13.3.3 Secondary Selection

In addition to the primary selection, the X Window System provides a second similar facility known as the secondary selection. Nowadays, few X applications make use of the secondary selection, but you can access it using the following Emacs commands:


Set the secondary selection, with one end at the place where you press down the button, and the other end at the place where you release it (mouse-set-secondary). The selected text is highlighted, using the secondary-selection face, as you drag. The window scrolls automatically if you drag the mouse off the top or bottom of the window, just like mouse-set-region (see Mouse Commands for Editing).

This command does not alter the kill ring.


Set one endpoint for the secondary selection (mouse-start-secondary); use M-mouse-3 to set the other end and complete the selection. This command cancels any existing secondary selection, when it starts a new one.


Set the secondary selection (mouse-secondary-save-then-kill), with one end at the position you click M-mouse-3, and the other at the position specified previously with M-mouse-1. This also puts the selected text in the kill ring. A second M-mouse-3 at the same place kills the text selected by the secondary selection just made.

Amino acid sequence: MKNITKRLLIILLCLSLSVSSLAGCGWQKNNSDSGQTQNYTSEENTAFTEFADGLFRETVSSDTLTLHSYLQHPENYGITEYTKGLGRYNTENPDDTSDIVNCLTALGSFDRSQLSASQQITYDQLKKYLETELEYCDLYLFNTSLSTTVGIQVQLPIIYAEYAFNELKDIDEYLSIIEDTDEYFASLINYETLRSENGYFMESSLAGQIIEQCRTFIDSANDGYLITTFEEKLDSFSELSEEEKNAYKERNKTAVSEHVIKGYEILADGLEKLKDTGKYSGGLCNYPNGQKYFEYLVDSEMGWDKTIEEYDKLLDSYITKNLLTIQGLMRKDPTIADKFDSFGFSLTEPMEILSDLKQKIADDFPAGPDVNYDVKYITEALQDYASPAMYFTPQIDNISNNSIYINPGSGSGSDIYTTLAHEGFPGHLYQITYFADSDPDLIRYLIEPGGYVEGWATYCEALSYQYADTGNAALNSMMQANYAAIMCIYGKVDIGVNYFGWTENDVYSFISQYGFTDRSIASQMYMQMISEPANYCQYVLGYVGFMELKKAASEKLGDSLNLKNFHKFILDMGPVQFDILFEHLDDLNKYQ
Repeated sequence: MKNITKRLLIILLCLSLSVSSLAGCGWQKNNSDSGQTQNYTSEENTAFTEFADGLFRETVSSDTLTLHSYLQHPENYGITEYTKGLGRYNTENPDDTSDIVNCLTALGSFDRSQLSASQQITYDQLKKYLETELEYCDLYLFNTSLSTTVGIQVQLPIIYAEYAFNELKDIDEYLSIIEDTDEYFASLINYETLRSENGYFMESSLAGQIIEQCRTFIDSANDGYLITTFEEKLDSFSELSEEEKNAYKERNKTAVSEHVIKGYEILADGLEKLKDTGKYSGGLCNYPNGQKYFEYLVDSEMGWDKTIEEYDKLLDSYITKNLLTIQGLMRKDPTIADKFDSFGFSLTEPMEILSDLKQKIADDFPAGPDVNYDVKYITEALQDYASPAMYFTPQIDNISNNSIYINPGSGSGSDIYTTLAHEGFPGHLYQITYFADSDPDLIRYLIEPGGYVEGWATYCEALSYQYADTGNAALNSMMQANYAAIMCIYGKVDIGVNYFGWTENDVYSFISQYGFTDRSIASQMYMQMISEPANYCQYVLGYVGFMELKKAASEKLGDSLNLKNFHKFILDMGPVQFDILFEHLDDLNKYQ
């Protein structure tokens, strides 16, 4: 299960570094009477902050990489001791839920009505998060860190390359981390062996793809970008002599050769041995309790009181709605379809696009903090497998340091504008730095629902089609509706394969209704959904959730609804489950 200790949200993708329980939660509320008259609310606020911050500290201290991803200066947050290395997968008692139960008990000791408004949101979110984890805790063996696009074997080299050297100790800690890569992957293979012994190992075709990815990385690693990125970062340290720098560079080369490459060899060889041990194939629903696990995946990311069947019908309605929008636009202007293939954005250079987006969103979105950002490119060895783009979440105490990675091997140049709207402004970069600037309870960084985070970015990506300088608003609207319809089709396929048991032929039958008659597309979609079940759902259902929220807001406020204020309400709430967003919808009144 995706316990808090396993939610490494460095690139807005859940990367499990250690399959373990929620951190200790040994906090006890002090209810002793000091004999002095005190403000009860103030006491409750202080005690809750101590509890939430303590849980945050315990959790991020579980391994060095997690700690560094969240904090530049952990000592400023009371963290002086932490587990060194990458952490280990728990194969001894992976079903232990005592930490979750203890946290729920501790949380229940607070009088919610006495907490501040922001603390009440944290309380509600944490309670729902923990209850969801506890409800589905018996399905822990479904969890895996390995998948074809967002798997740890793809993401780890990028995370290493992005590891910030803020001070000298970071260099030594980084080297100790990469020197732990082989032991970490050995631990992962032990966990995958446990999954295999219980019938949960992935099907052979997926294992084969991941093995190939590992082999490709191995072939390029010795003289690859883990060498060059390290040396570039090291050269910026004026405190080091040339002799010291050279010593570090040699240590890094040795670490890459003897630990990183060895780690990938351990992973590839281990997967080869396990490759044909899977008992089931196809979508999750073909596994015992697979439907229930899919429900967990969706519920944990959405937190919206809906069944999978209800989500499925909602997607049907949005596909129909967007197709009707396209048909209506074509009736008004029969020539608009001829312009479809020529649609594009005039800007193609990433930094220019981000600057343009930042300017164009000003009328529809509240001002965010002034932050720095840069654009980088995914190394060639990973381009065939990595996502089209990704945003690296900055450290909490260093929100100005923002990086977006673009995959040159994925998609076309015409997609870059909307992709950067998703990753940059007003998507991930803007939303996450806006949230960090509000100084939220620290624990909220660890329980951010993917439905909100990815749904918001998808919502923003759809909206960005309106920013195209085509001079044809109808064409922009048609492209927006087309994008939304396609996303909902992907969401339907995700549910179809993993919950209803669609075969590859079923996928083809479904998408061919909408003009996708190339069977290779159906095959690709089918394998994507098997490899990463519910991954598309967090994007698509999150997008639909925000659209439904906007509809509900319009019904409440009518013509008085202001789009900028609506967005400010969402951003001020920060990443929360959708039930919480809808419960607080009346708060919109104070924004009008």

Insert the secondary selection where you click, placing point at the end of the yanked text (mouse-yank-secondary).

Double or triple clicking of M-mouse-1 operates on words and lines, much like mouse-1.

If mouse-yank-at-point is non-nil, M-mouse-2 yanks at point. Then it does not matter precisely where you click, or even which of the frame’s windows you click on. See Mouse Commands for Editing. This user option also effects interactive search: if it is non-nil, yanking with the mouse anywhere in the frame will add the text to the search string.